By now you have likely heard about, or worse yet, been impacted by the glitch that crippled Delta Airline’s network and reservations system on Monday that forced them to cancel about 1,000 flights worldwide. Delta has stated that a power control module malfunctioned, causing a surge that cut off power to their main computer network. Normally, the systems would switch to backup computer systems almost instantaneously, however in this case something didn’t go right. Confidentiality, Integrity, and Availability (CIA) are the foundational cornerstones of information security, and in this case, availability was on the wrong flight path. It is safe to say that this problem, which will ultimately cost the airline millions of dollars, could have been avoided through scenario planning.

While Delta has flapped their wings mightily to get everything back online – this outage is a good example of an important security issue…and the impacts not managing all aspects of it can have. 

Availability in the world of InfoSec is similar to that in the airline industry – there are things that we can control (mechanical functionality of aircraft, obviously) and things we can’t control (i.e weather, and potentially attackers taking advantage of zero-day exploits). As industries continue to increase reliance on computers, systems, and networks, there is an exponential increase in complexity, which in turn creates multiple opportunities for things to go awry.

For example, in the airline industry, computers and systems are used for everything from reservations to meals to in-flight entertainment. In addition, many airline companies have grown through acquisition and therefore are challenged in connecting disparate systems and networks. With each merger and acquisition, the business must be able to absorb and reconcile the disparate systems, people and processes to ensure they are working in concert. 

 

Don’t Get Stuck in the Middle Seat

Despite all of the technical advances, many airlines still rely on antiquated systems because the act of migrating them to more current platforms could introduce significant risk to the organization.  Many of these systems and platforms worked well for their initial intended purposes, but as the business landscape evolved, businesses had to implement tweaks to try to get these systems to communicate with each other, oftentimes at the cost of security degradation.  In addition, oftentimes these custom applications are developed in house and not well documented.  However, this should not be an excuse to avoid upgrading, but it should be an element of performing a risk assessment and demonstrating due diligence in properly vetting that risk and understanding how it may impact the organization. Utilizing application development best practices like I describe here is a great way to head off many of these concerns.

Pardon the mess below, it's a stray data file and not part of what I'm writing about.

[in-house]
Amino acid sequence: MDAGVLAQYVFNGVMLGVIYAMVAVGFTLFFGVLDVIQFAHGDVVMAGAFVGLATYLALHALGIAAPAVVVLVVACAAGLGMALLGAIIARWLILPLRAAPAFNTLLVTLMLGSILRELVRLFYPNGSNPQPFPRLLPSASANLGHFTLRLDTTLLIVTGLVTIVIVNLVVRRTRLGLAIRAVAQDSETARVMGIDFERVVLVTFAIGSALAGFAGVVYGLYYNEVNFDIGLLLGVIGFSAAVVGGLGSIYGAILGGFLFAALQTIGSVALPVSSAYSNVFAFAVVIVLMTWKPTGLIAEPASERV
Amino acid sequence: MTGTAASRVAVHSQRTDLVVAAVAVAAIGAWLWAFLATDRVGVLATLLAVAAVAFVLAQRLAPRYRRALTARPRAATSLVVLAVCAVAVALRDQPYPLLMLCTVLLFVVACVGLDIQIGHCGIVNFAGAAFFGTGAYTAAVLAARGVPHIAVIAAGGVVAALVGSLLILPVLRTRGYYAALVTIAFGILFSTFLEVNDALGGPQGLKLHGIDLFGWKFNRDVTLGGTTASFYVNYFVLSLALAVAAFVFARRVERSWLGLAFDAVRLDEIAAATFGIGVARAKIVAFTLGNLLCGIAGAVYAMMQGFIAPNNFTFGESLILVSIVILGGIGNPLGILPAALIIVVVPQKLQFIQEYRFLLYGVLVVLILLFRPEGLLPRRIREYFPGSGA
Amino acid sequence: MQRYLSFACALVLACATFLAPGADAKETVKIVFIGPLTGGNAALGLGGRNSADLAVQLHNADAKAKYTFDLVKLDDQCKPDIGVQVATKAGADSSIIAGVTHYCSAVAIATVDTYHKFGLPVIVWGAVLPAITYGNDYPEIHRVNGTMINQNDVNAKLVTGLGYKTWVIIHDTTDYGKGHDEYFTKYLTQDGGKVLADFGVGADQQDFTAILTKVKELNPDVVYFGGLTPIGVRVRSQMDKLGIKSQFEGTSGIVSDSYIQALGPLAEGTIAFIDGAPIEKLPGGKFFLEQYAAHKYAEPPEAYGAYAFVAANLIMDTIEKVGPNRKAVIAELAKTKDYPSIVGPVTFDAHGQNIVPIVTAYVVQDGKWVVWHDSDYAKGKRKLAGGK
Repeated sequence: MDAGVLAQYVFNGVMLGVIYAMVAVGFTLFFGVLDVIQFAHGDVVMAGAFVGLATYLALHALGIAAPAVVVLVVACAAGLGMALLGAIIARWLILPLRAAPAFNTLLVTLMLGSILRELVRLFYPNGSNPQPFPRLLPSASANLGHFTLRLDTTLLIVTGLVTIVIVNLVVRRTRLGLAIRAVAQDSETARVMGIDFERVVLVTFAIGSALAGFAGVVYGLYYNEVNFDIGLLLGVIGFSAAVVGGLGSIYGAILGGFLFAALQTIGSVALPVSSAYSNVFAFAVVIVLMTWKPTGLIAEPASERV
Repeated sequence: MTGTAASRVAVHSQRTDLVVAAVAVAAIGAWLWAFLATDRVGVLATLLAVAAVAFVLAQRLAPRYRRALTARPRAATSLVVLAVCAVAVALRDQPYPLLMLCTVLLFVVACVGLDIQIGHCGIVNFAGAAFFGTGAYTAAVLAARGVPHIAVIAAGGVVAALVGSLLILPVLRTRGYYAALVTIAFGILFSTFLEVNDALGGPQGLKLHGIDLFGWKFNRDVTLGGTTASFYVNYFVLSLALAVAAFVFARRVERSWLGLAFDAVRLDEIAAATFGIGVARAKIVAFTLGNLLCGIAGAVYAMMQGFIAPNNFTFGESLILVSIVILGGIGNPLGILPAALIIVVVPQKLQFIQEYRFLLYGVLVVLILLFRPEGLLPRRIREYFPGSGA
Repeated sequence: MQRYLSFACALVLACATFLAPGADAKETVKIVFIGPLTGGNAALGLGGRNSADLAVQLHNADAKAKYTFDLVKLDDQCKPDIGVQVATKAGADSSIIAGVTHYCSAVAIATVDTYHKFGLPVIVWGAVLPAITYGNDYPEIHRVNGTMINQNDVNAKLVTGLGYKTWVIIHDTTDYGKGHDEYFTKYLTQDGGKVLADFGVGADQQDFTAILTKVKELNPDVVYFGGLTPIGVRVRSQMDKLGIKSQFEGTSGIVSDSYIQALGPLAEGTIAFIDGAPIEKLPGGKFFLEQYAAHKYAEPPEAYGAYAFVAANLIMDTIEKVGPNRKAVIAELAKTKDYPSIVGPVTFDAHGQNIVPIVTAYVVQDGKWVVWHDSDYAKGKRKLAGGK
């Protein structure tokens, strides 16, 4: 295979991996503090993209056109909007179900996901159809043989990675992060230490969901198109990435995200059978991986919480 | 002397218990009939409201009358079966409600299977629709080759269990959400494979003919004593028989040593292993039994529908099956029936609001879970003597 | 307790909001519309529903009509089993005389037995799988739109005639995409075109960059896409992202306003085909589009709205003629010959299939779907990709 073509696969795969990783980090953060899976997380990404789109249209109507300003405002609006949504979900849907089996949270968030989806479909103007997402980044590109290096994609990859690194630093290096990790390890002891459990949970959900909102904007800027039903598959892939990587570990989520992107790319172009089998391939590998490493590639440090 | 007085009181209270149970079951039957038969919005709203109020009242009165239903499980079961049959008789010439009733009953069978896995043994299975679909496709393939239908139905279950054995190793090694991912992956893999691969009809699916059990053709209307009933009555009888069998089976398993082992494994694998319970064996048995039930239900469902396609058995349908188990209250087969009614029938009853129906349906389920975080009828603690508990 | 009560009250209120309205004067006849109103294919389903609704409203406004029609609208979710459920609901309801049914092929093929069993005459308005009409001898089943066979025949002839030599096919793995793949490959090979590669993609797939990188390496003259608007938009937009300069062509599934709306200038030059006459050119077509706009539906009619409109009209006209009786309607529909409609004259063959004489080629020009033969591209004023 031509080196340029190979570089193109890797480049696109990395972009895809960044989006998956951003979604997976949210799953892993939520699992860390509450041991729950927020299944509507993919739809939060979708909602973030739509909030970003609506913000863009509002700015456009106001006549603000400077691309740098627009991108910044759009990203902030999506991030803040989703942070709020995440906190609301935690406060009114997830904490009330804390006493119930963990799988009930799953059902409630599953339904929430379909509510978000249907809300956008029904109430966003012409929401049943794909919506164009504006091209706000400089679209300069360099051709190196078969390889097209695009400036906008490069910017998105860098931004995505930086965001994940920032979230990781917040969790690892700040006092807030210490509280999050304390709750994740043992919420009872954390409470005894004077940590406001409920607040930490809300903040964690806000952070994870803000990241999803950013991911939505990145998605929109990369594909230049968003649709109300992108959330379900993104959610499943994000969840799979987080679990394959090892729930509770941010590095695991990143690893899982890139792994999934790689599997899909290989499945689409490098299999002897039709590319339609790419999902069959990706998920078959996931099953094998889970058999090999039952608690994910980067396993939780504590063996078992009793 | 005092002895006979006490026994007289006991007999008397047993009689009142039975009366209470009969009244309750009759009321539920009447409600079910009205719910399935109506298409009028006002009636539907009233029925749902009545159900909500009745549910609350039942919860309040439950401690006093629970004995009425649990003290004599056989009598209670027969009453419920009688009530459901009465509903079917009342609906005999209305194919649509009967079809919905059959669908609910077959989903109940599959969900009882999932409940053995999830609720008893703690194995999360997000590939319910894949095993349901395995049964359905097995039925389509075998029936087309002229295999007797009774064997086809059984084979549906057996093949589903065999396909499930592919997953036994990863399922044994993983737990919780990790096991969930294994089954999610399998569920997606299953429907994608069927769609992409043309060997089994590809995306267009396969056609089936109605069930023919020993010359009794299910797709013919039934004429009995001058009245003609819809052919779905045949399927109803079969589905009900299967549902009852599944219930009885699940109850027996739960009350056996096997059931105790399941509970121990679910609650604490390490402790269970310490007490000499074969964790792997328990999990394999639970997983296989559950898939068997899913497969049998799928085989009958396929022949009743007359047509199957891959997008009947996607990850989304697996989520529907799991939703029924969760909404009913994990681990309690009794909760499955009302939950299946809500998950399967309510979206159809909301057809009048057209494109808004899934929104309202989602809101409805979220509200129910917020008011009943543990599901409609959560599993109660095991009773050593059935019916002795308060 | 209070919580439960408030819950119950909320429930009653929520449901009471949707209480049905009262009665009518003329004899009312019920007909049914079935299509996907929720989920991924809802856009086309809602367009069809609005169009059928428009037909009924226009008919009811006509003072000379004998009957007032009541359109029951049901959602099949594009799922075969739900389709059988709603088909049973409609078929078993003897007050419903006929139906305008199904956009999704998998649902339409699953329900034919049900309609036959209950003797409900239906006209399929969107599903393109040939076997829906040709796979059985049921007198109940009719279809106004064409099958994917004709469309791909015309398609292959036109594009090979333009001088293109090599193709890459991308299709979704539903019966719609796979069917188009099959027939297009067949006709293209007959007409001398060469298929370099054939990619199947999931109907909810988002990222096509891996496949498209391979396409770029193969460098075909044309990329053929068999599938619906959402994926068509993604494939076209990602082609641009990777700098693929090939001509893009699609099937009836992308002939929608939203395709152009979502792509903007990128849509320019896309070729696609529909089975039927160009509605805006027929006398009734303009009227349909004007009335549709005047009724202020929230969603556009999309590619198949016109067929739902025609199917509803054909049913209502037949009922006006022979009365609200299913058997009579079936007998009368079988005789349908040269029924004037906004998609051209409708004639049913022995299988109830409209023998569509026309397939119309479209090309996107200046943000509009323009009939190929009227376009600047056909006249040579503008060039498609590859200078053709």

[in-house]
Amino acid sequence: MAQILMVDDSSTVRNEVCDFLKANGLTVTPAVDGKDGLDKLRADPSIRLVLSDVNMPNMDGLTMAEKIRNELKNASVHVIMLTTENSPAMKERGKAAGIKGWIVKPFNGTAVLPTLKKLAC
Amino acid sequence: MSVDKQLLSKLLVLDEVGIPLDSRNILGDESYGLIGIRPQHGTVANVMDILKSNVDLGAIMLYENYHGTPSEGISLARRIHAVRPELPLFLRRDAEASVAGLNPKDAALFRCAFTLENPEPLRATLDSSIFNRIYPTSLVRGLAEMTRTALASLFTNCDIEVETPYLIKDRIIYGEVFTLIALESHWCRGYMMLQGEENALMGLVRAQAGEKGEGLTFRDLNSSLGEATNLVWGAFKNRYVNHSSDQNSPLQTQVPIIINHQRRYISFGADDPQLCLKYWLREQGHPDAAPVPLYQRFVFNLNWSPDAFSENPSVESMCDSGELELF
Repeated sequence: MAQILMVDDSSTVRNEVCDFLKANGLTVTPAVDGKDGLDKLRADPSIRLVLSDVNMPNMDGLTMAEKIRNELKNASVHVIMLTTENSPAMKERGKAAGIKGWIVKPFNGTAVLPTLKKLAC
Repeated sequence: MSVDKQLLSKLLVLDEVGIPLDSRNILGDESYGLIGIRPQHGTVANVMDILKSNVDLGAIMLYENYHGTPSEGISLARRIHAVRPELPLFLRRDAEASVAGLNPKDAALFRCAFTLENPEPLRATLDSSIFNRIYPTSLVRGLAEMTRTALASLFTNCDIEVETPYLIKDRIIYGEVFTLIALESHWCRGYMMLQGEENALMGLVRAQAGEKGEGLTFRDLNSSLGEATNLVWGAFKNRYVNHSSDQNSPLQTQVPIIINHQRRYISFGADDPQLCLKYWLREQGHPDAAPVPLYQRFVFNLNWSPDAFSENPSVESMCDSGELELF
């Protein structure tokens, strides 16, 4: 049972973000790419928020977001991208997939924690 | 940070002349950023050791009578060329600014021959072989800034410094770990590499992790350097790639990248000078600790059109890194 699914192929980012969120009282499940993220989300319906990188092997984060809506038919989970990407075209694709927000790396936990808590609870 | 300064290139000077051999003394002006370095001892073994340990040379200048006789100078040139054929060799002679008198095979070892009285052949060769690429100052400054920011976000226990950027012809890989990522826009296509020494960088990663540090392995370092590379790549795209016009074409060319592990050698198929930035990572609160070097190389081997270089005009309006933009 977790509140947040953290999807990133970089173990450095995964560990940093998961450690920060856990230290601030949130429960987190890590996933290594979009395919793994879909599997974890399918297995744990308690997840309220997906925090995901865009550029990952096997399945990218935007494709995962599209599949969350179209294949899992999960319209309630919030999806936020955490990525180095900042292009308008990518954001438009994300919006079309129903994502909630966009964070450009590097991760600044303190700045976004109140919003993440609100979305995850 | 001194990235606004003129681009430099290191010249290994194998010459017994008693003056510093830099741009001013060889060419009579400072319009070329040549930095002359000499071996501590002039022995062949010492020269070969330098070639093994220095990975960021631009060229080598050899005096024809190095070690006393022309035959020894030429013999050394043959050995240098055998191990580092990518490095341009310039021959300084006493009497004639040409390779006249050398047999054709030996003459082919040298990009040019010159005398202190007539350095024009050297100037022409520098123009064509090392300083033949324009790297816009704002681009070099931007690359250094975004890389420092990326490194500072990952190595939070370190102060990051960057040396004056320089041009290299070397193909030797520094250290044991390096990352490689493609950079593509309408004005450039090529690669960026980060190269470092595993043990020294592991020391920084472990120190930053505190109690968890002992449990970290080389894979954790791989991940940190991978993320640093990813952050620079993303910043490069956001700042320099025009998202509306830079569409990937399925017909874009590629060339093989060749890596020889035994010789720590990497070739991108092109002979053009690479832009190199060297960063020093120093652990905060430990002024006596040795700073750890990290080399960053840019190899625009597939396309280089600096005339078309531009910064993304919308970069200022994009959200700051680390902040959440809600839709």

Bad things happen to good companies.  While it seems that a power outage event would be included anyone’s BC/DR plan, this unfortunate incident shows that some scenarios either weren’t played out, were far too remote in likelihood to consider, or were JOOTT (just one of those things). Your Business Continuity plan should, amongst other things, cover various scenarios associated with power failures, including a redundant sources of power, UPS (uninterruptible power supply) battery back-up, back-up power generators, and of course, failover capabilities. Along with architecting these features into your ecosystems, you also should define and perform test scenarios to ensure that your power back-up solution works as advertised!  It is unfortunate that a simple power outage crippled the organization and caused millions of dollars of losses along with brand damage. 

 

What’s your Flight Plan?

But it’s more than that.  As your environment and ecosystems change over time it’s easy to miss vulnerabilities and weaknesses that spring up as a result of these changes, no matter how granular your change management and SDLC processes are – many small seemingly inconsequential changes may ultimately add up to changes that could significantly impact your organization. That is why it is critical to perform periodic risk assessments to determine how various outages and failures may impact the overall environment. This takes meticulous planning and a clear understanding of your data flows, networks, systems, applications, and data stores. How they are interconnected and their availability impacts each element. You can check out one of my older posts on risk assessment here.

 

I’m Leaving on a Jet Plane

This unfortunate outage could have been avoided, and at a minimum should have been an accepted risk. We don’t know if that’s the case or not. But, this could have happened to anyone, and as a matter of fact, almost all of the major airlines have suffered computer outages, in one form or another, over the years. Take heart, learn from others’ misfortunes. Take measures to prevent them from happening to your organization.  Continue to practice good security hygiene by performing periodic risk assessments to identify potential issues and the impact. Make sure that your BC/DR plan addresses all of the reasonable scenarios you can conjure up as you certainly don’t want to wing it here.

Concerned that your organization could use a little help identifying and mitigating risk? Drop me a line and we can continue the conversation.

Contact Steve Levinson

 

 

Topics: Security

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